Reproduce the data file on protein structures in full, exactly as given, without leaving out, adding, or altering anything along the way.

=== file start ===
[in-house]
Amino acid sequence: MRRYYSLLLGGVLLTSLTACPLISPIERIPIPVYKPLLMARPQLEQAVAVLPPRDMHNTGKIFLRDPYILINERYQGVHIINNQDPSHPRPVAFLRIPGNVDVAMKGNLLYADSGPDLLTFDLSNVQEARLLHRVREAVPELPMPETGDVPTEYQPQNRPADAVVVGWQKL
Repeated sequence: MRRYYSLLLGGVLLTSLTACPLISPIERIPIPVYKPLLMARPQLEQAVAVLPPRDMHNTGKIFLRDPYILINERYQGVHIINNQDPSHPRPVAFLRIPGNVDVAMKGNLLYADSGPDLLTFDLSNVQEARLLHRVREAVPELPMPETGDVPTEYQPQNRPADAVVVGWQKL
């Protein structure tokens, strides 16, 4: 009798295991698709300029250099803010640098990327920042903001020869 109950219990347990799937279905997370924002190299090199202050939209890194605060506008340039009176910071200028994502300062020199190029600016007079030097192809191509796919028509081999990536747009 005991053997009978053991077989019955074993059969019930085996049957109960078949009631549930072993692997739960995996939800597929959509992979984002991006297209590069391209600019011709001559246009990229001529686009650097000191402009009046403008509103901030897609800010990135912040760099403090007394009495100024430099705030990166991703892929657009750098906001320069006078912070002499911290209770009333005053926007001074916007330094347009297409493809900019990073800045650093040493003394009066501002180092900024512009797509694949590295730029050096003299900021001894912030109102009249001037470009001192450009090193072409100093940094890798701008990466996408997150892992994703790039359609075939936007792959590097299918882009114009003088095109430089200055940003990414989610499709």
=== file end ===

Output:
[in-house]
Amino acid sequence: MRRYYSLLLGGVLLTSLTACPLISPIERIPIPVYKPLLMARPQLEQAVAVLPPRDMHNTGKIFLRDPYILINERYQGVHIINNQDPSHPRPVAFLRIPGNVDVAMKGNLLYADSGPDLLTFDLSNVQEARLLHRVREAVPELPMPETGDVPTEYQPQNRPADAVVVGWQKL
Repeated sequence: MRRYYSLLLGGVLLTSLTACPLISPIERIPIPVYKPLLMARPQLEQAVAVLPPRDMHNTGKIFLRDPYILINERYQGVHIINNQDPSHPRPVAFLRIPGNVDVAMKGNLLYADSGPDLLTFDLSNVQEARLLHRVREAVPELPMPETGDVPTEYQPQNRPADAVVVGWQKL
């Protein structure tokens, strides 16, 4: 009798295991698709300029250099803010640098990327920042903001020869 109950219990347990799937279905997370924002190299090199202050939209890194605060506008340039009176910071200028994502300062020199190029600016007079030097192809191509796919028509081999990536747009 005991053997009978053991077989019955074993059969019930085996049957109960078949009631549930072993692997739960995996939800597929959509992979984002991006297209590069391209600019011709001559246009990229001529686009650097000191402009009046403008509103901030897609800010990135912040760099403090007394009495100024430099705030990166991703892929657009750098906001320069006078912070002499911290209770009333005053926007001074916007330094347009297409493809900019990073800045650093040493003394009066501002180092900024512009797509694949590295730029050096003299900021001894912030109102009249001037470009001192450009090193072409100093940094890798701008990466996408997150892992994703790039359609075939936007792959590097299918882009114009003088095109430089200055940003990414989610499709």